Ocean Sciences

Research Concentrations

When admitted to the OCE graduate program, students will choose a research concentration based on their research interests.

Air-Sea Interaction & Remote Sensing

The focus of this concentration is on sub-millimeter to mesoscale processes at and across the air-sea interface, from the oceanic thermocline to the atmospheric boundary layer. Research topics include surface fluxes and turbulent mixing events, wind-wave-current interactions, hurricane intensity changes, storm surge predictions, coupled tropical dynamics, underwater acoustics, internal and surface gravity waves, and coastal processes. OCE faculty, research staff, and students approach these studies using our unique wind-wave laboratory (SUSTAIN) and satellite-data facilities (CSTARS), and through field experimentation using ship-, buoy-, land-, and aircraft-based instrumentation. Coupled ocean-atmosphere modeling studies provide a framework to understand these observations, where one of the foci is tropical weather and hurricanes. Many of our research efforts have societal relevance in areas such as severe weather and wave forecasting, disaster monitoring and mitigation response, climate change, renewable energy developments, marine transportation and ship tracking, search and rescue, and pollutant dispersion.

Faculty Specialists: Michael Brown, Shuyi Chen, Harry DeFerrari, Will Drennan, Hans Graber, Brian Haus, Peter Minnett, Roland Romeiser, L. Nick Shay, Jorge Willemsen, Chidong Zhang

Courses: OCE students concentrating on Air-Sea Interaction and Remote Sensing will take two out of the three OCE core courses: Ocean Biogeochemistry, Principles of Physical Oceanography, and Analytical Methods, as well as Applied Hydrodynamics, and Wave Propagation in the Ocean Environment. A Manuscript Writing Skill course is also required before the end of the third year. Additional electives can be chosen from OCE courses or other department listings.

 

Biophysical Interactions

This concentration addresses the study of ocean productivity, the distribution, transport, and behavior of planktonic organisms, and their complex interactions with higher trophic levels. Researchers in OCE take a multi-prong approach, coupling the development of biophysical models with experimental field and laboratory work. OCE scientists develop new techniques and instrumentation to observe and model planktonic organism behavior and their responses to environmental signals. Research topics include the study of harmful algal blooms, plankton distribution and patchiness, trophic interactions, larval dispersal and population connectivity, biological control of physical constraints, microbial dynamics, bioacoustics, and animal navigation.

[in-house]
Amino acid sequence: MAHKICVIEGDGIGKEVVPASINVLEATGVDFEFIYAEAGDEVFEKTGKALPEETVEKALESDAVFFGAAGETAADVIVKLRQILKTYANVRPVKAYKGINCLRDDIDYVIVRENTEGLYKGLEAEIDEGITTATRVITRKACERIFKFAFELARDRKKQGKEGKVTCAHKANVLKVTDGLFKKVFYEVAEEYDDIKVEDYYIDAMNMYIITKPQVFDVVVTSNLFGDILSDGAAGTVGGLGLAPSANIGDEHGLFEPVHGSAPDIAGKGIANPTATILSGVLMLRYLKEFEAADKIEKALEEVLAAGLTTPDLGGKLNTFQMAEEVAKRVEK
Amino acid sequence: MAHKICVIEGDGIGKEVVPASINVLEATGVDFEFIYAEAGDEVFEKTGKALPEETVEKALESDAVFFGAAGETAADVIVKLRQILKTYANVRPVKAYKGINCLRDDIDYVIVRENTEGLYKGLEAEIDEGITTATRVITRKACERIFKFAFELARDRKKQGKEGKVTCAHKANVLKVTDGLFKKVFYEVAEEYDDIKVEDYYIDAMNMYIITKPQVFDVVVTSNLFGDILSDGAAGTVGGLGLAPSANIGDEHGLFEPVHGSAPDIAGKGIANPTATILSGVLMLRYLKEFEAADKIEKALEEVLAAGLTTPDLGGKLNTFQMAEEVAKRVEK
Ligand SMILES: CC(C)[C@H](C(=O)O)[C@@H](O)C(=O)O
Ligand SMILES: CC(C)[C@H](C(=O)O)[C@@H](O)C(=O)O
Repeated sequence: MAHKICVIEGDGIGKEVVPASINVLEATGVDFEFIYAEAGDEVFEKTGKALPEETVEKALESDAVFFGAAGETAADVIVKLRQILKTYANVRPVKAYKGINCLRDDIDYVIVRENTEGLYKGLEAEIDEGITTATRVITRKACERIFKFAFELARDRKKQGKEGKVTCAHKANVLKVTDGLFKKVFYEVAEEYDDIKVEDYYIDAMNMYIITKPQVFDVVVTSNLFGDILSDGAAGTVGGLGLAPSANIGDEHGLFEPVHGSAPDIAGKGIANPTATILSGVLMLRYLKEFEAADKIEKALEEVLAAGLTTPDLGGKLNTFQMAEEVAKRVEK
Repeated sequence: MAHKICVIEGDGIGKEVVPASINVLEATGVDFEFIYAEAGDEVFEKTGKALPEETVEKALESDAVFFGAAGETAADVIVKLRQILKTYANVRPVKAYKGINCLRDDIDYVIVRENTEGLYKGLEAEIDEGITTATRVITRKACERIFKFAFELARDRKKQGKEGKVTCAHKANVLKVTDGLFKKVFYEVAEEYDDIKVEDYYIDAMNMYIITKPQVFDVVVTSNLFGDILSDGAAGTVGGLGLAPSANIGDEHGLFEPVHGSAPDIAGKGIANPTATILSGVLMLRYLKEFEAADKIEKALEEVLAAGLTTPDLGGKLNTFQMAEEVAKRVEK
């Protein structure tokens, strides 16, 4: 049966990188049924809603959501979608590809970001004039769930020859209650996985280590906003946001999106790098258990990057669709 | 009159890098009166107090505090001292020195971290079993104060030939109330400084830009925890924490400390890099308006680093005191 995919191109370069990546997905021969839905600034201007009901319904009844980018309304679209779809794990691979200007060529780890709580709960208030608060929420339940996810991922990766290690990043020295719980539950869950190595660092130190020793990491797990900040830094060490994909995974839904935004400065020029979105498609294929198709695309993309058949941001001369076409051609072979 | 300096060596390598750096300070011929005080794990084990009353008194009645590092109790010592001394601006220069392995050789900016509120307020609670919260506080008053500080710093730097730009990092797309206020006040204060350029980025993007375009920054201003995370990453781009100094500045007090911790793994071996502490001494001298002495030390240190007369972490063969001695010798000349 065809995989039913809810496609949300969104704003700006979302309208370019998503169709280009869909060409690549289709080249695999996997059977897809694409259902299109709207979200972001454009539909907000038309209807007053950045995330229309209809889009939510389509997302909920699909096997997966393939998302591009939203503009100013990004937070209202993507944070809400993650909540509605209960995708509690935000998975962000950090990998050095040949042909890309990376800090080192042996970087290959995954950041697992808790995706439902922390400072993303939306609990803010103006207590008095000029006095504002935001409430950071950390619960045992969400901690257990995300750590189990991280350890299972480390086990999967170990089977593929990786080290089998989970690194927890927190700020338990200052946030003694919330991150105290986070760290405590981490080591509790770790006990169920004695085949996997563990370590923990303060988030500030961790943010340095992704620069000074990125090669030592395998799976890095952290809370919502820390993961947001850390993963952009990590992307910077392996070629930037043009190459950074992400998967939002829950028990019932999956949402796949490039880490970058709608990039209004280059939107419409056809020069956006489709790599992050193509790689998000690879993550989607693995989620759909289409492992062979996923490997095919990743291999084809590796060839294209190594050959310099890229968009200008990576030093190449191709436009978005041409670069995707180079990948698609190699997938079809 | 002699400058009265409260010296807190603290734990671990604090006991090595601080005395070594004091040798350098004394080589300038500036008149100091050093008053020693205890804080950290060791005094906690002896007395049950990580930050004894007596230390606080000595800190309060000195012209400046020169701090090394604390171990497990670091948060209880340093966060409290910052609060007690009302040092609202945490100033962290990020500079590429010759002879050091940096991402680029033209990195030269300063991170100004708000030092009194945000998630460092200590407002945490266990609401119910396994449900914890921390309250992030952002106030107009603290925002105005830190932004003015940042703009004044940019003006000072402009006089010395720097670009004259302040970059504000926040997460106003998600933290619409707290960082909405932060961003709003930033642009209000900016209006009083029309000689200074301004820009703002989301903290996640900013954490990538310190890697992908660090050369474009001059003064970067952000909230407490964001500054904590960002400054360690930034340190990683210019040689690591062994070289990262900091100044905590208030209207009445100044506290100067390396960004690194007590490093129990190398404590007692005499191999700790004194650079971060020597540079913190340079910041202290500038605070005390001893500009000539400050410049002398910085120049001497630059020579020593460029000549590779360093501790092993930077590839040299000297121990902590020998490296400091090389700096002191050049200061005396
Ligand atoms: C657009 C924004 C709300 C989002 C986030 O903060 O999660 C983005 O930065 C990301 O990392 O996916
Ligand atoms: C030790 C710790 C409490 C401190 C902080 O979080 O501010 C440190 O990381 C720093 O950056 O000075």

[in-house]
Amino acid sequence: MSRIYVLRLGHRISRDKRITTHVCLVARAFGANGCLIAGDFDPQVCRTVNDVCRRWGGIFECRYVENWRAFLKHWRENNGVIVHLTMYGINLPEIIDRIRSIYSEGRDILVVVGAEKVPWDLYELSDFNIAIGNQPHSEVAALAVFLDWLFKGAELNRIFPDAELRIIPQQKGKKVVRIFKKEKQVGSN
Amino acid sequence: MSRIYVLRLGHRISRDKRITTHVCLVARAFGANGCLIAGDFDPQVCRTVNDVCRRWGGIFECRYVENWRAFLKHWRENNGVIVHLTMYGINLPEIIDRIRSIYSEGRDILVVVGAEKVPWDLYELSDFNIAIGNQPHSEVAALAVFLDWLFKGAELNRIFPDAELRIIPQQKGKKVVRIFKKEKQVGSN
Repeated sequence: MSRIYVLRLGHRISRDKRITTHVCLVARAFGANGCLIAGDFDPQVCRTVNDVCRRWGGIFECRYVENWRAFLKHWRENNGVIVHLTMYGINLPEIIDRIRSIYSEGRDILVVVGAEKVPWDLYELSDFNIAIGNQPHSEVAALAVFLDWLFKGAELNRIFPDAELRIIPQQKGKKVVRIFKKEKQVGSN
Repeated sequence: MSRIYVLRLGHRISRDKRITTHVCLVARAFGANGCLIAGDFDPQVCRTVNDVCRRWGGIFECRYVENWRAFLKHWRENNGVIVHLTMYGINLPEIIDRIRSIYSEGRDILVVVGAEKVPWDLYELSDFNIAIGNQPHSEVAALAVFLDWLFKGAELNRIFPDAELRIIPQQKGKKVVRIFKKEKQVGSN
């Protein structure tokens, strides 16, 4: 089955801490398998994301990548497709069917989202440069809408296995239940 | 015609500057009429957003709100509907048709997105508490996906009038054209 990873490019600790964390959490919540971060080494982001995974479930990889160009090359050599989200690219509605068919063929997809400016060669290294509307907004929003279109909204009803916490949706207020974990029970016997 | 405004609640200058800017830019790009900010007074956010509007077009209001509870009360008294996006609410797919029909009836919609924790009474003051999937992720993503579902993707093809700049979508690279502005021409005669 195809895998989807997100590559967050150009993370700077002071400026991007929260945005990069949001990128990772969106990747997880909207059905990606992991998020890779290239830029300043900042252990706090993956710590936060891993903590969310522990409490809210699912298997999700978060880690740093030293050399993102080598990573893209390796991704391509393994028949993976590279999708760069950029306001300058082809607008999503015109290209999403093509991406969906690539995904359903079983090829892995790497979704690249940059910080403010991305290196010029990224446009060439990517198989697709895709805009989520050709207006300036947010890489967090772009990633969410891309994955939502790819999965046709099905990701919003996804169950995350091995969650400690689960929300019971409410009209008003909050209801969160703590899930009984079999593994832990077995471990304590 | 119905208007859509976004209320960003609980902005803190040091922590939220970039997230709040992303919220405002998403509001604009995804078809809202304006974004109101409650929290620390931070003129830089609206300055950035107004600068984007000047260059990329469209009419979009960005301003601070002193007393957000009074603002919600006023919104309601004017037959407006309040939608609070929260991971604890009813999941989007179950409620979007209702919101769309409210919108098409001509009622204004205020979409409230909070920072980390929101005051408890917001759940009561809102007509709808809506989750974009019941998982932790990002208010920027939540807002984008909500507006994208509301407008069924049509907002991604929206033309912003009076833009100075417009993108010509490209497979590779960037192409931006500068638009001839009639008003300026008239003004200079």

Faculty Specialists: Josefina Olascoaga, Don Olson, Claire Paris, Guillermo Podesta

Courses: OCE students concentrating on Biophysical Interactions will take two out of the three OCE core courses: Ocean Biogeochemistry, Principles of Physical Oceanography, and Analytical Methods, as well as Introduction to Biological Oceanography, and Math for Biophysical Interactions. A Manuscript Writing Skill course is also required before the end of the third year. Additional electives can be chosen from OCE courses or other department listings.

 

Marine Biogeochemistry

Studies in this concentration focus on the physical, chemical, biological, and geological processes controlling the oceanic cycling of carbon, macronutrients (nitrogen, phosphorus, and silicon), and trace elements (e.g., iron). We conduct our work throughout the global ocean, using advanced analytical and modeling techniques to assess the dynamics of these elements. Research topics include, ocean acidification, nutrient limitation of productivity, global distributions of biogeochemical variables, tracers for time scales of water mass formation and circulation, air-sea exchange of materials, carbon fluxes, microbial processes, and speciation, distribution, and isotopic ratio of dissolved trace metals.

Faculty Specialists: Hilary Close, Rana Fine, Dennis Hansell, Jim Happell, Kim Popendorf, Jingfeng Wu

Courses: OCE students concentrating on Marine Biogeochemistry will take two out of the three OCE core courses: Ocean Biogeochemistry, Principles of Physical Oceanography, and Analytical Methods, as well as Introduction to Chemical Oceanography, and Introduction to Biological Oceanography. A Manuscript Writing Skill course is also required before the end of the third year. Additional electives can be chosen from OCE courses or other department listings.

 

Ocean Dynamics

This concentration covers the study of how the ocean moves on all scales, from turbulence and eddies to ocean gyres and the global thermohaline circulation, and how these motions impact and interact with Earth's climate. Scientists in OCE approach studies of Ocean Dynamics through sea-going experimentation and data analysis, development of conceptual modeling tools, data assimilation, numerical simulations, ocean prediction, and forecasting. Research topics include the dynamics and variability of boundary currents like the Gulf Stream, basin-wide meridional overturning and heat transport, mesoscale and submesoscale dynamics and stirring, turbulence, water mass formation and ventilation, oil spills, and coastal and continental shelf processes.

Faculty Specialists: Lisa Beal, Rana Fine, Mohamed Iskandarani, Bill Johns, Igor Kamenkovich, Villy Kourafalou, Arthur Mariano, Josefina Olascoaga, Don Olson, Tamay Ozgokmen, John Van Leer

Courses: OCE students concentrating on Ocean Dynamics will take two out of the three OCE core courses: Ocean Biogeochemistry, Principles of Physical Oceanography, and Analytical Methods, as well as Geophysical Fluid Dynamics I, Geophysical Fluid Dynamics II. A Manuscript Writing Skill course is also required before the end of the third year. Additional electives can be chosen from OCE courses or other department listings.